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    Collecting high-frequency social-environmental data about farming practices in sub-Saharan Africa can provide new insight into environmental changes that farmers face and how they respond within smallholder agro-eco-systems. Traditional data collection methods such as agricultural censuses are costly and not useful for understanding intra-annual and real-time decisions. Short-message service (SMS) has the potential to transform the nature of data collection in coupled social-ecological systems. We present a system for collecting, managing, and synthesizing weekly data from farmers, including data infrastructure for management of big and heterogeneous datasets; probabilistic data quality assessment tools; and visualization and analysis tools such as mapping and regression techniques. We discuss limitations of collecting social-environmental data via SMS and data integration challenges that arise when linking these data with other social and environmental data. In combination with high-frequency environmental data, such data will help ameliorate issues of scale mismatch and build resilience in environmental systems.National Science Foundation [SES-1360463, SES-1534544, BCS-1115009]; NASA New Investigator Program [NNX15AC64G]24 month embargo; published online: 20 May 2019This item from the UA Faculty Publications collection is made available by the University of Arizona with support from the University of Arizona Libraries. If you have questions, please contact us at [email protected]

    Prevalence of Clinical and Subclinical Myocarditis in Competitive Athletes With Recent SARS-CoV-2 Infection: Results From the Big Ten COVID-19 Cardiac Registry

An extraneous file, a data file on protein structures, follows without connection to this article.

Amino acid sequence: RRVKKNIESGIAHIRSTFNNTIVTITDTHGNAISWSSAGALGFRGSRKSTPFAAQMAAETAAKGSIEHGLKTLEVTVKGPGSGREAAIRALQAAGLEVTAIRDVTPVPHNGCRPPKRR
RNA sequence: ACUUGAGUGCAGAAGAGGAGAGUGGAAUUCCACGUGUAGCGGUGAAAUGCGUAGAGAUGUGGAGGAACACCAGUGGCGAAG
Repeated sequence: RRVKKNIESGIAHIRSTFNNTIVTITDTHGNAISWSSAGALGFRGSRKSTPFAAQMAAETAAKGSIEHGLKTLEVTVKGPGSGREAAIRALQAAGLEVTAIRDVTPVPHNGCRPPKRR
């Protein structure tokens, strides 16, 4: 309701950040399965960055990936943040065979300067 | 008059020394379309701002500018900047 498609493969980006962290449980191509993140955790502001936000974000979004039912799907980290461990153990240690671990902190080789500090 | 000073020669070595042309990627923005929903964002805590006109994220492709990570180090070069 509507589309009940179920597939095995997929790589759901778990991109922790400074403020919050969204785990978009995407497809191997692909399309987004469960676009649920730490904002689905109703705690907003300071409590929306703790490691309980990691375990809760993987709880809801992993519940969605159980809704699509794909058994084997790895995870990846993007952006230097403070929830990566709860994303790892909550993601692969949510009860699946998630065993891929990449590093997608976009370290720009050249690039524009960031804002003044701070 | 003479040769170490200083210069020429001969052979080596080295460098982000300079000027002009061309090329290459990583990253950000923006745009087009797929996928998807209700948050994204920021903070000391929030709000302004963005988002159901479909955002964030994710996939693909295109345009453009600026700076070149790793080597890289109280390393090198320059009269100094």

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    Importance: Myocarditis is a leading cause of sudden death in competitive athletes. Myocardial inflammation is known to occur with SARS-CoV-2. Different screening approaches for detection of myocarditis have been reported. The Big Ten Conference requires comprehensive cardiac testing including cardiac magnetic resonance (CMR) imaging for all athletes with COVID-19, allowing comparison of screening approaches. Objective: To determine the prevalence of myocarditis in athletes with COVID-19 and compare screening strategies for safe return to play. Design, Setting, and Participants: Big Ten COVID-19 Cardiac Registry principal investigators were surveyed for aggregate observational data from March 1, 2020, through December 15, 2020, on athletes with COVID-19. For athletes with myocarditis, presence of cardiac symptoms and details of cardiac testing were recorded. Myocarditis was categorized as clinical or subclinical based on the presence of cardiac symptoms and CMR findings. Subclinical myocarditis classified as probable or possible myocarditis based on other testing abnormalities. Myocarditis prevalence across universities was determined. The utility of different screening strategies was evaluated. Exposures: SARS-CoV-2 by polymerase chain reaction testing. Main Outcome and Measure: Myocarditis via cardiovascular diagnostic testing. Results: Representing 13 universities, cardiovascular testing was performed in 1597 athletes (964 men [60.4%]). Thirty-seven (including 27 men) were diagnosed with COVID-19 myocarditis (overall 2.3%; range per program, 0%-7.6%); 9 had clinical myocarditis and 28 had subclinical myocarditis. If cardiac testing was based on cardiac symptoms alone, only 5 athletes would have been detected (detected prevalence, 0.31%). Cardiac magnetic resonance imaging for all athletes yielded a 7.4-fold increase in detection of myocarditis (clinical and subclinical). Follow-up CMR imaging performed in 27 (73.0%) demonstrated resolution of T2 elevation in all (100%) and late gadolinium enhancement in 11 (40.7%). Conclusions and Relevance: In this cohort study of 1597 US competitive athletes with CMR screening after COVID-19 infection, 37 athletes (2.3%) were diagnosed with clinical and subclinical myocarditis. Variability was observed in prevalence across universities, and testing protocols were closely tied to the detection of myocarditis. Variable ascertainment and unknown implications of CMR findings underscore the need for standardized timing and interpretation of cardiac testing. These unique CMR imaging data provide a more complete understanding of the prevalence of clinical and subclinical myocarditis in college athletes after COVID-19 infection. The role of CMR in routine screening for athletes safe return to play should be explored further